structures, new recognitions in social relations. Although systems theory represents an earlier attempt of this sort, it suffers from many of the same criticisms leveled against peer polity interaction: functionalist circularity, positivist hierarchization. Pattern recognition is most robustly developed in the spatial dimension, and because of the strength of this material grounding it is the logical basis for temporal and cognitive studies of the relation between hierarchy and heterarchy. In Burgundy we have studied the dynamic relation of physical and sociohistorical structures through changes in the landscape. These shifts in pattern, both material and cognitive, have been traced for the past two thousand years (Crumley and Marquardt, eds. 1987). Temporal. While notions of scheduling and diachronous social complexity begin to address the questions under discussion, a variety of examples at different scales and in various domains of analysis would be of great assistance. A single example, drawn from a more "macro" spatial field and taking up questions of changing function and meaning follows. The periodic purging of "foreign cults" from imperial Rome is well documented. Despite a polytheistic milieu, the Roman state was concerned that subversive challenges to authority be repressed--particularly those which were both political and religious in nature. The heterarchically organized religious movement called Christianity was perceived as particularly dangerous, a politically active revitalization movement led by a charismatic whose crucifixion by the state only fueled resolve. A heterarchical organizational structure enabled Christianity to survive the collective action of a number of vested interests--administrative, religious, and military hierarchies working in concert. When Roman power waned due to an increasing inability to integrate a variety of heterarchical elements, both those within the Roman central state apparatus and those appended to the Roman state through conquests, the structure of Christianity became increasingly hierarchical. Although I am not a scholar of Church history, it would appear that an analysis of the Church from the standpoint of its organizational structure(s) and changing strategies  of negotiation and alliance would offer a key to its longevity in Western Culture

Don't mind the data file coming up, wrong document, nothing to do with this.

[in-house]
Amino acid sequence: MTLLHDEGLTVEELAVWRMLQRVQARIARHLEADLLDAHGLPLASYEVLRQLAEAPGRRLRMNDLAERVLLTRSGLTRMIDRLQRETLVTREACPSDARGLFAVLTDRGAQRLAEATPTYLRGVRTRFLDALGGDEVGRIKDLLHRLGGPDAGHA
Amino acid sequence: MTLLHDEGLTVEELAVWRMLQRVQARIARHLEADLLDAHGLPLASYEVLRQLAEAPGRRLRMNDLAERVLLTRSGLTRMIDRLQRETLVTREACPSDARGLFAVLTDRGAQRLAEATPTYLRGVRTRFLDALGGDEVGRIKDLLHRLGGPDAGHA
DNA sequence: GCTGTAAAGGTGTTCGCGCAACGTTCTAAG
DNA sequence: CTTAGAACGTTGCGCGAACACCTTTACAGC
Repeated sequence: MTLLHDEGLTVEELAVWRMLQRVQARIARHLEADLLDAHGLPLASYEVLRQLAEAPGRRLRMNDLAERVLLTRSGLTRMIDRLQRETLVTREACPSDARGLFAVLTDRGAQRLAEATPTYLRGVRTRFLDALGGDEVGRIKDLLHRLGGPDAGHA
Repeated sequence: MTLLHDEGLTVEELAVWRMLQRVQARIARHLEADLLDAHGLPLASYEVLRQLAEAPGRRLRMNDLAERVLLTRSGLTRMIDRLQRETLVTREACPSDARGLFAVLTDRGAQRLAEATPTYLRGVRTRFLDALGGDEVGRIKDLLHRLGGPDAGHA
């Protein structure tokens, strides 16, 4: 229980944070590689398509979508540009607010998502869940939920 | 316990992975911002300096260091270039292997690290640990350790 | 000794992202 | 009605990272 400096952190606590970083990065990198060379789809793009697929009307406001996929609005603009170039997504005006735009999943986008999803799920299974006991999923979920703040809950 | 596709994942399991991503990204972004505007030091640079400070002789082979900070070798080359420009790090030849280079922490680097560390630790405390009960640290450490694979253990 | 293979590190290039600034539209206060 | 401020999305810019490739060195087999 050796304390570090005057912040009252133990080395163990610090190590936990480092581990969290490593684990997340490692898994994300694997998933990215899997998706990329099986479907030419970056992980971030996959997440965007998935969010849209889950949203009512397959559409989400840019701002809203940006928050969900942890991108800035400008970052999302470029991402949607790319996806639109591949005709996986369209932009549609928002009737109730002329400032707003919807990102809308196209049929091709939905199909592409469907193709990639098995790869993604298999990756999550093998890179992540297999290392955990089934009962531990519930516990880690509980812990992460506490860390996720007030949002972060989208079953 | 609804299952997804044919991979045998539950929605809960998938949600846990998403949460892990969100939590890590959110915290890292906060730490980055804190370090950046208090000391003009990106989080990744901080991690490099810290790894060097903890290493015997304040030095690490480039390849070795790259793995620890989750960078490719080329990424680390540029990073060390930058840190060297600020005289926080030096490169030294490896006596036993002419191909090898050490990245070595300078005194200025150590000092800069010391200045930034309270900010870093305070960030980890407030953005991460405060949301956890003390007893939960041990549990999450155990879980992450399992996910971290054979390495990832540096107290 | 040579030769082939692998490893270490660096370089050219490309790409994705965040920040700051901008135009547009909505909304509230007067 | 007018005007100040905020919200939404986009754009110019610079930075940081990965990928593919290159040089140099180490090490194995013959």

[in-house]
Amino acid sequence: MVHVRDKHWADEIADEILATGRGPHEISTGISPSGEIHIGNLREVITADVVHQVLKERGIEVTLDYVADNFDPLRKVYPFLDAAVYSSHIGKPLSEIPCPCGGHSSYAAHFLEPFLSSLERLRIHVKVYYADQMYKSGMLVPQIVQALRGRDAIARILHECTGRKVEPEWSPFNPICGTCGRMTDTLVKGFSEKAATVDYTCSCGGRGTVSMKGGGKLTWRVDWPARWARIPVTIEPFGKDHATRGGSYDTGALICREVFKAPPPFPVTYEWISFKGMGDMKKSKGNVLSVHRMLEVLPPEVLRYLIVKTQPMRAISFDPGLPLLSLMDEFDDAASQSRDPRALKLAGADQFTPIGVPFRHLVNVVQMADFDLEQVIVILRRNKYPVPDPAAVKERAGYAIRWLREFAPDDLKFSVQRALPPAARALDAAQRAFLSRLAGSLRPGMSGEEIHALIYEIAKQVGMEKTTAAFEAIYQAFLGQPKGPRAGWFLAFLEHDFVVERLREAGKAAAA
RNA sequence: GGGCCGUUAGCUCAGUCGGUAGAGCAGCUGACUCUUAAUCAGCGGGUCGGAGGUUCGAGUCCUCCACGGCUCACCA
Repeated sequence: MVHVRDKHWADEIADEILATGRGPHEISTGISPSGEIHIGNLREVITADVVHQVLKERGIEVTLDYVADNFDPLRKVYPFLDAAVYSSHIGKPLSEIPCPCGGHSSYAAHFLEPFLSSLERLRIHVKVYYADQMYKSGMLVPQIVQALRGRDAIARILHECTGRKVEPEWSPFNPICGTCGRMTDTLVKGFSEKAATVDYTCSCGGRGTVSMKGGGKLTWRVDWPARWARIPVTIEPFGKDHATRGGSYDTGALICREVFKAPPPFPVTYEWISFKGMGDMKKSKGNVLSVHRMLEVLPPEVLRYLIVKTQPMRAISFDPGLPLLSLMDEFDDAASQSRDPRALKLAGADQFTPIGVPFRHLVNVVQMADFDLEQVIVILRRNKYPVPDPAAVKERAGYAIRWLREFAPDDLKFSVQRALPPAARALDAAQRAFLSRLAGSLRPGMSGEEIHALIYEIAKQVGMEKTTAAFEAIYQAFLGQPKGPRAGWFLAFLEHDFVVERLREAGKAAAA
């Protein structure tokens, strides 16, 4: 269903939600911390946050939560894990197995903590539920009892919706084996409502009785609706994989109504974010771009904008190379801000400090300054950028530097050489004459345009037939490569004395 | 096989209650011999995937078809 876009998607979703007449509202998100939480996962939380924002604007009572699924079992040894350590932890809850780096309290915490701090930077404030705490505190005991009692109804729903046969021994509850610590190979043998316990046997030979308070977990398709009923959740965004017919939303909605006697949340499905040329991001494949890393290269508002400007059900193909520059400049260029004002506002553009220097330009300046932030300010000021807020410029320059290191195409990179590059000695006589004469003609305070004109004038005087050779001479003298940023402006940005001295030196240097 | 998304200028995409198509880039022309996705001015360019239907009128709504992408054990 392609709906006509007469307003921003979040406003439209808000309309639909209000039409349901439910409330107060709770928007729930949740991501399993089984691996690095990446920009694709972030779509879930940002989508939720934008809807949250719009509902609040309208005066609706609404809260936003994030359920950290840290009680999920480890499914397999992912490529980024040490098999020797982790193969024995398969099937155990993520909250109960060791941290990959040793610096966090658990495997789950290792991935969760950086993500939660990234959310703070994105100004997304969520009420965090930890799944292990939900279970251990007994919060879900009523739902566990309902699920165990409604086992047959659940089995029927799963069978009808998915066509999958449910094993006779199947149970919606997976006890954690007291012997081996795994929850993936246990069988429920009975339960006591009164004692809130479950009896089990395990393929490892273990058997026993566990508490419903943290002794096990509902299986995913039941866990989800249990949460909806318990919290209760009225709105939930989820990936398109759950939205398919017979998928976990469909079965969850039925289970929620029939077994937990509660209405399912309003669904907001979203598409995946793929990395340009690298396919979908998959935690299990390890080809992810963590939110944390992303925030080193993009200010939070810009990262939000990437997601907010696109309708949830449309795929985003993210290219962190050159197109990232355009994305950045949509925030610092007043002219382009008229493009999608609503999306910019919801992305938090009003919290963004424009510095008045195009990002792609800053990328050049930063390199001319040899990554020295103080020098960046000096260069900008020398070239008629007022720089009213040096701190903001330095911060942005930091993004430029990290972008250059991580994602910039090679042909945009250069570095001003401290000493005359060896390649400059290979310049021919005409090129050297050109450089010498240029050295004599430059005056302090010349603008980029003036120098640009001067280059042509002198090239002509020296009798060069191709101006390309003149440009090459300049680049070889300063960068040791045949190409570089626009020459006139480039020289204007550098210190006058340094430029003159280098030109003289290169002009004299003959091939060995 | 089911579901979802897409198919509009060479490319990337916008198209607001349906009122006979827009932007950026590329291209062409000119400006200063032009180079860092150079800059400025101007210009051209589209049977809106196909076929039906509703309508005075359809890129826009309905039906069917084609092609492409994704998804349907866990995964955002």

. Cognitive. Perhaps the most provocative feature of the dialectical relation between hierarchical and heterarchical structures is that from the standpoint of perception--the observer's or the participant's--they may coexist in a complex relation. An example from David Freidel's (1986) analysis of warfare, status, and sacrifice in Classic Maya
society illustrates this relation. The genesis of the royal line at the site of Palenque (Mexico) was the birth of triplets, the first- and second-born of which were heroic twin brothers; the third was not represented as human except when living rulers impersonated him on ritual occasions. Collectively, these triplets are termed the Palenque Triad (Berlin 1962; Kelley 1965; Schele 1976), which certainly deserves more of an explanation of their complicated iconography than space or expertise enables me to offer. Briefly, however, the twins are born of the sacrificed head of their father, who spits on the hand of their mother and impregnates her. In hell the twins sacrifice and rejuvenate one another, and in practice Maya rulers sacrificed their sons and brought them back to life as their brothers. Freidel (!986:98) interprets the iconography as follows: This cycle of sacrifice and rebirth allows brothers to stand in relationship to one another as parent to child. It was this lining up of brothers into a hierarchical relationship that allowed the Maya royalty to claim direct descent from them. . . .
The transformation of a statement of brotherhood, a basically egalitarian idea, into a statement of hierarchy allowed the Maya elite to celebrate the existence of elite status overtly. . . . At the same time, the principle of brotherhood was maintained as the relationship between dynasties within the Maya lowlands. This was a reiteration of equality at the inter-polity level, tied to a charter of inequality within polities. (emphasis mine) This use of ritual and symbol to maintain legitimacy through the simultaneous reiteration and denial of hierarchy is not all that rare. The Athenian state, medieval Europe, and many Western democratic constitutions enshrine in one dimension and contradict in another. Such profound structural contradictions, both of dimension and of scale, eventually may offer us a means to study both process and complexity.  Conclusions I am suggesting an explicitly material, historical, cognitive strategy for the study of differences and similarities among human groups. I employ the term "strategy" in Perry Anderson's (1984) sense, and hope that I can stimulate strategic thinking and strategic discussion in bringing process into historical analysis. Since I propose a strategy for study rather than hypotheses for testing, I am, for the moment, free of the responsibility for an exhaustive examination of either complexity or the state. I simply suggest that--like structure--both are metaphors, not models, and we must examine them as such. Note 1. The definition is taken from Webster's Seventh New Collegiate Dictionary. References Allen